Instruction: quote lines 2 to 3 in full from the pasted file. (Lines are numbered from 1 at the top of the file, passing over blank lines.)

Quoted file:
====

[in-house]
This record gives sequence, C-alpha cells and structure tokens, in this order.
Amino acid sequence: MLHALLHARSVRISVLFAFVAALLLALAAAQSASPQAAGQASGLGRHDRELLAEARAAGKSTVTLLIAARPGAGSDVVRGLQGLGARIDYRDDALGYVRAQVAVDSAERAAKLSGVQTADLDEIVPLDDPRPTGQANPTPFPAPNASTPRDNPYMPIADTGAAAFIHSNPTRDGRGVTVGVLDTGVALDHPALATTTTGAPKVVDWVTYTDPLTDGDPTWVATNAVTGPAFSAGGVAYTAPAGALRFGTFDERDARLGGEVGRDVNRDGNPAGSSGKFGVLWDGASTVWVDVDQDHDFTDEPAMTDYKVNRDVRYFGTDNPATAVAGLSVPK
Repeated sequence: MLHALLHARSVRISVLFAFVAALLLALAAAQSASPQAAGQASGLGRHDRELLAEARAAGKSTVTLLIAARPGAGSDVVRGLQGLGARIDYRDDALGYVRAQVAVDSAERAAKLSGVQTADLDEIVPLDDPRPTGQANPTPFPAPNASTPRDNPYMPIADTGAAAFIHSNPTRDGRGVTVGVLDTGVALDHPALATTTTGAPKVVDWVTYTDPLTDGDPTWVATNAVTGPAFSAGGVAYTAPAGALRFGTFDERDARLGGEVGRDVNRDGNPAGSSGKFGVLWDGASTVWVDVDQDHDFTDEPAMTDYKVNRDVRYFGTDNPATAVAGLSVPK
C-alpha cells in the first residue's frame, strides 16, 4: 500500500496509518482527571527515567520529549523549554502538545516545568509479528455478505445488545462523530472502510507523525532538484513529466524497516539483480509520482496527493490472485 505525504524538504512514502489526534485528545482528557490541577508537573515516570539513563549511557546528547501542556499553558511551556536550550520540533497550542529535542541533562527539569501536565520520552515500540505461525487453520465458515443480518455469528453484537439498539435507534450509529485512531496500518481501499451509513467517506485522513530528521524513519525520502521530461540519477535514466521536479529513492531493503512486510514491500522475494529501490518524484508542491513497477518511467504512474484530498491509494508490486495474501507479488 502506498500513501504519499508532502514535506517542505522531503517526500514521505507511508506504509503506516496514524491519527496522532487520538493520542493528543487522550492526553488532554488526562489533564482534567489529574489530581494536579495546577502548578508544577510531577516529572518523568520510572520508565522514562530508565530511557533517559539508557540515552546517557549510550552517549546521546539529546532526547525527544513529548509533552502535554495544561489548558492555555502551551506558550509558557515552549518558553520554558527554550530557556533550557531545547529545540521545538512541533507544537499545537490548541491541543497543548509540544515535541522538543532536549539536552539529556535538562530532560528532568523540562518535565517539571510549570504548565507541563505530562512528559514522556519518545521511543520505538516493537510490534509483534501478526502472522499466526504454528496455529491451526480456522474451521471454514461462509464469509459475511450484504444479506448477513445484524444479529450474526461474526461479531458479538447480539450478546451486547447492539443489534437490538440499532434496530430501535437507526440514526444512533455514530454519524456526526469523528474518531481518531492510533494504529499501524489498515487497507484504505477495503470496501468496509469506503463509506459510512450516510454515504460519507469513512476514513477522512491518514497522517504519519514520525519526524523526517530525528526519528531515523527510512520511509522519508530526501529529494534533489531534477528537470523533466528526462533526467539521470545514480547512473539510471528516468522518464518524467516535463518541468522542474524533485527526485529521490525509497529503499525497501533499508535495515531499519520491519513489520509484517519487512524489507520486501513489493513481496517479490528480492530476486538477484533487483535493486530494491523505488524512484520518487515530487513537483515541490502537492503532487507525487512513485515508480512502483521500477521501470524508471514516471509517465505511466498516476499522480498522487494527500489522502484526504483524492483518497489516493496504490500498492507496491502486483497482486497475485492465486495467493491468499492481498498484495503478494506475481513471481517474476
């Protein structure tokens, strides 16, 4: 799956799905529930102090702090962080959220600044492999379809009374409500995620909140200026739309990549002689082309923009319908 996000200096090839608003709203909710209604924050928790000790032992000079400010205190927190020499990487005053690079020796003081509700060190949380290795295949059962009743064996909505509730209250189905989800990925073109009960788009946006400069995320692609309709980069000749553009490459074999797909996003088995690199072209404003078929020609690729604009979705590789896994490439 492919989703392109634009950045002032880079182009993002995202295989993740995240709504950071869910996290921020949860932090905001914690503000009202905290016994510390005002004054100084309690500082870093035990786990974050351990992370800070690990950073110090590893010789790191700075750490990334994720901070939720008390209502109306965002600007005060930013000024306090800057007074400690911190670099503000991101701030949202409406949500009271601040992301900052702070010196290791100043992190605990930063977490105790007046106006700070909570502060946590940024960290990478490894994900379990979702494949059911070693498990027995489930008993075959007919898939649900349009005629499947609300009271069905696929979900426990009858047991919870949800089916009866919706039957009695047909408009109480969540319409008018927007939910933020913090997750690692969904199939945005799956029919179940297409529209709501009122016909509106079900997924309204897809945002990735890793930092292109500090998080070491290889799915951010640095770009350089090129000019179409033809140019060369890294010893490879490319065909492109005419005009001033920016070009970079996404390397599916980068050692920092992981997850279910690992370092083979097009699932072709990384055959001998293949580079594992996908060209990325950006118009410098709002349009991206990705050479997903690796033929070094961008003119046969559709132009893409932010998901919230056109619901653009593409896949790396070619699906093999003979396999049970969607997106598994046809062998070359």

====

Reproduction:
This record gives sequence, C-alpha cells and structure tokens, in this order.
Amino acid sequence: MLHALLHARSVRISVLFAFVAALLLALAAAQSASPQAAGQASGLGRHDRELLAEARAAGKSTVTLLIAARPGAGSDVVRGLQGLGARIDYRDDALGYVRAQVAVDSAERAAKLSGVQTADLDEIVPLDDPRPTGQANPTPFPAPNASTPRDNPYMPIADTGAAAFIHSNPTRDGRGVTVGVLDTGVALDHPALATTTTGAPKVVDWVTYTDPLTDGDPTWVATNAVTGPAFSAGGVAYTAPAGALRFGTFDERDARLGGEVGRDVNRDGNPAGSSGKFGVLWDGASTVWVDVDQDHDFTDEPAMTDYKVNRDVRYFGTDNPATAVAGLSVPK